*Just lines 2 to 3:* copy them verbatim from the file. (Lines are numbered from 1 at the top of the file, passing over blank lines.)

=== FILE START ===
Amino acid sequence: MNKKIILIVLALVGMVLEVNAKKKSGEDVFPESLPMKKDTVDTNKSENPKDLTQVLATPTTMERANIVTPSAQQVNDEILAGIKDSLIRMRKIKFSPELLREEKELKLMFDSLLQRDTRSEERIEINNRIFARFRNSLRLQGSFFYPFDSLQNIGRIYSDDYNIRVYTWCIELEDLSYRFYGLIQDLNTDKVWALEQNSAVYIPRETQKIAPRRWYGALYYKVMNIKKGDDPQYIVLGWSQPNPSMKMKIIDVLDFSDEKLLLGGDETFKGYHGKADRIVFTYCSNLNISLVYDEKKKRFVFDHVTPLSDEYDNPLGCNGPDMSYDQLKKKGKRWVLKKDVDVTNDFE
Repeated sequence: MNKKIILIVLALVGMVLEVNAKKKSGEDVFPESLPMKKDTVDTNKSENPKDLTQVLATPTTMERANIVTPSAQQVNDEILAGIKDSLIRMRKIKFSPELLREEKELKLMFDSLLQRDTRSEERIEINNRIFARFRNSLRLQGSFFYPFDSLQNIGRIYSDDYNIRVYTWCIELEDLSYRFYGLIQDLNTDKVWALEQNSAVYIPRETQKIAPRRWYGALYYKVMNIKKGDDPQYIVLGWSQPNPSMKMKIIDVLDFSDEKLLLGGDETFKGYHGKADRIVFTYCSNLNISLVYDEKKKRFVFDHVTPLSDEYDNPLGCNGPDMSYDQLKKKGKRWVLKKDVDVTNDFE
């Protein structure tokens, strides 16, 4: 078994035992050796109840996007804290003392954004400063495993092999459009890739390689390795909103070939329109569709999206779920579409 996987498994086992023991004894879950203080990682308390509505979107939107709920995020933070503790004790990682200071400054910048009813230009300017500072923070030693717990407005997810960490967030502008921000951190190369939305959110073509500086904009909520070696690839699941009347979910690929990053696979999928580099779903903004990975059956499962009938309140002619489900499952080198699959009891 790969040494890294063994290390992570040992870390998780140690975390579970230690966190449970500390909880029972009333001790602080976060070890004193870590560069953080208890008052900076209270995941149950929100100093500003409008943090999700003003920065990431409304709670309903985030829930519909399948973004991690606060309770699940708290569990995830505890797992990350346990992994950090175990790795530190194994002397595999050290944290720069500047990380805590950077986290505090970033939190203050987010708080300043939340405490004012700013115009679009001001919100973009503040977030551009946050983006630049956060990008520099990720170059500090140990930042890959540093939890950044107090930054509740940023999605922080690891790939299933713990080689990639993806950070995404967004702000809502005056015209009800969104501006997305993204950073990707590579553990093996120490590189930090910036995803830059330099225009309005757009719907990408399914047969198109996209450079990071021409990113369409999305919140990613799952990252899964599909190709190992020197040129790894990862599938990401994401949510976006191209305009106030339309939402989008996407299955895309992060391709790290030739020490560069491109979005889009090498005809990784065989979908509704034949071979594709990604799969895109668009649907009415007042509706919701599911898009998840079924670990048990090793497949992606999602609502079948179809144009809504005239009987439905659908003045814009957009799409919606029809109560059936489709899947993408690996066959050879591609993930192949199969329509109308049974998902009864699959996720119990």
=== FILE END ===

Repeated sequence: MNKKIILIVLALVGMVLEVNAKKKSGEDVFPESLPMKKDTVDTNKSENPKDLTQVLATPTTMERANIVTPSAQQVNDEILAGIKDSLIRMRKIKFSPELLREEKELKLMFDSLLQRDTRSEERIEINNRIFARFRNSLRLQGSFFYPFDSLQNIGRIYSDDYNIRVYTWCIELEDLSYRFYGLIQDLNTDKVWALEQNSAVYIPRETQKIAPRRWYGALYYKVMNIKKGDDPQYIVLGWSQPNPSMKMKIIDVLDFSDEKLLLGGDETFKGYHGKADRIVFTYCSNLNISLVYDEKKKRFVFDHVTPLSDEYDNPLGCNGPDMSYDQLKKKGKRWVLKKDVDVTNDFE
């Protein structure tokens, strides 16, 4: 078994035992050796109840996007804290003392954004400063495993092999459009890739390689390795909103070939329109569709999206779920579409 996987498994086992023991004894879950203080990682308390509505979107939107709920995020933070503790004790990682200071400054910048009813230009300017500072923070030693717990407005997810960490967030502008921000951190190369939305959110073509500086904009909520070696690839699941009347979910690929990053696979999928580099779903903004990975059956499962009938309140002619489900499952080198699959009891 790969040494890294063994290390992570040992870390998780140690975390579970230690966190449970500390909880029972009333001790602080976060070890004193870590560069953080208890008052900076209270995941149950929100100093500003409008943090999700003003920065990431409304709670309903985030829930519909399948973004991690606060309770699940708290569990995830505890797992990350346990992994950090175990790795530190194994002397595999050290944290720069500047990380805590950077986290505090970033939190203050987010708080300043939340405490004012700013115009679009001001919100973009503040977030551009946050983006630049956060990008520099990720170059500090140990930042890959540093939890950044107090930054509740940023999605922080690891790939299933713990080689990639993806950070995404967004702000809502005056015209009800969104501006997305993204950073990707590579553990093996120490590189930090910036995803830059330099225009309005757009719907990408399914047969198109996209450079990071021409990113369409999305919140990613799952990252899964599909190709190992020197040129790894990862599938990401994401949510976006191209305009106030339309939402989008996407299955895309992060391709790290030739020490560069491109979005889009090498005809990784065989979908509704034949071979594709990604799969895109668009649907009415007042509706919701599911898009998840079924670990048990090793497949992606999602609502079948179809144009809504005239009987439905659908003045814009957009799409919606029809109560059936489709899947993408690996066959050879591609993930192949199969329509109308049974998902009864699959996720119990």